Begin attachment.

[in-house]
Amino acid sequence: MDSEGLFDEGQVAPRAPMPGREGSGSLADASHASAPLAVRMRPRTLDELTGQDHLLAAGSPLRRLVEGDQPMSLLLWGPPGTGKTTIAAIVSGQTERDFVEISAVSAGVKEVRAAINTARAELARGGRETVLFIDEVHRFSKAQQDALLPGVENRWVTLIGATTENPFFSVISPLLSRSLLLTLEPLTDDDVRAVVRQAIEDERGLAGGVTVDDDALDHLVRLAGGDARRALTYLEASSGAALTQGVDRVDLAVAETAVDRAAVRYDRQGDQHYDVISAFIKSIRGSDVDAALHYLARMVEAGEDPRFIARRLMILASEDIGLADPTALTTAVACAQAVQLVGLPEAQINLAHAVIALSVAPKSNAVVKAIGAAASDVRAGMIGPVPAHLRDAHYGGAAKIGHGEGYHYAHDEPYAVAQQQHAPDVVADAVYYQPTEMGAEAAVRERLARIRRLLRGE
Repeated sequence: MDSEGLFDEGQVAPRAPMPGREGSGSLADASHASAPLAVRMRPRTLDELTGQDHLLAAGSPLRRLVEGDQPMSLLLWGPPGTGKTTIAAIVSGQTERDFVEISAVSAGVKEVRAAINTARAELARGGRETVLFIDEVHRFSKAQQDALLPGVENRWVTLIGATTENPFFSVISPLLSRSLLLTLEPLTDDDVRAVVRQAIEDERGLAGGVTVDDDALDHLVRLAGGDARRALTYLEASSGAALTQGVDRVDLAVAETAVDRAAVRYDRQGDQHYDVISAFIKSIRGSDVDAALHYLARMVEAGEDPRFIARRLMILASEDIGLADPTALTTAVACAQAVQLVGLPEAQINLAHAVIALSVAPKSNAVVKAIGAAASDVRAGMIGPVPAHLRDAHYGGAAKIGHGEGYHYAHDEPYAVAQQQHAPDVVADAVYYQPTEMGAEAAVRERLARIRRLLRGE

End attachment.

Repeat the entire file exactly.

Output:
[in-house]
Amino acid sequence: MDSEGLFDEGQVAPRAPMPGREGSGSLADASHASAPLAVRMRPRTLDELTGQDHLLAAGSPLRRLVEGDQPMSLLLWGPPGTGKTTIAAIVSGQTERDFVEISAVSAGVKEVRAAINTARAELARGGRETVLFIDEVHRFSKAQQDALLPGVENRWVTLIGATTENPFFSVISPLLSRSLLLTLEPLTDDDVRAVVRQAIEDERGLAGGVTVDDDALDHLVRLAGGDARRALTYLEASSGAALTQGVDRVDLAVAETAVDRAAVRYDRQGDQHYDVISAFIKSIRGSDVDAALHYLARMVEAGEDPRFIARRLMILASEDIGLADPTALTTAVACAQAVQLVGLPEAQINLAHAVIALSVAPKSNAVVKAIGAAASDVRAGMIGPVPAHLRDAHYGGAAKIGHGEGYHYAHDEPYAVAQQQHAPDVVADAVYYQPTEMGAEAAVRERLARIRRLLRGE
Repeated sequence: MDSEGLFDEGQVAPRAPMPGREGSGSLADASHASAPLAVRMRPRTLDELTGQDHLLAAGSPLRRLVEGDQPMSLLLWGPPGTGKTTIAAIVSGQTERDFVEISAVSAGVKEVRAAINTARAELARGGRETVLFIDEVHRFSKAQQDALLPGVENRWVTLIGATTENPFFSVISPLLSRSLLLTLEPLTDDDVRAVVRQAIEDERGLAGGVTVDDDALDHLVRLAGGDARRALTYLEASSGAALTQGVDRVDLAVAETAVDRAAVRYDRQGDQHYDVISAFIKSIRGSDVDAALHYLARMVEAGEDPRFIARRLMILASEDIGLADPTALTTAVACAQAVQLVGLPEAQINLAHAVIALSVAPKSNAVVKAIGAAASDVRAGMIGPVPAHLRDAHYGGAAKIGHGEGYHYAHDEPYAVAQQQHAPDVVADAVYYQPTEMGAEAAVRERLARIRRLLRGE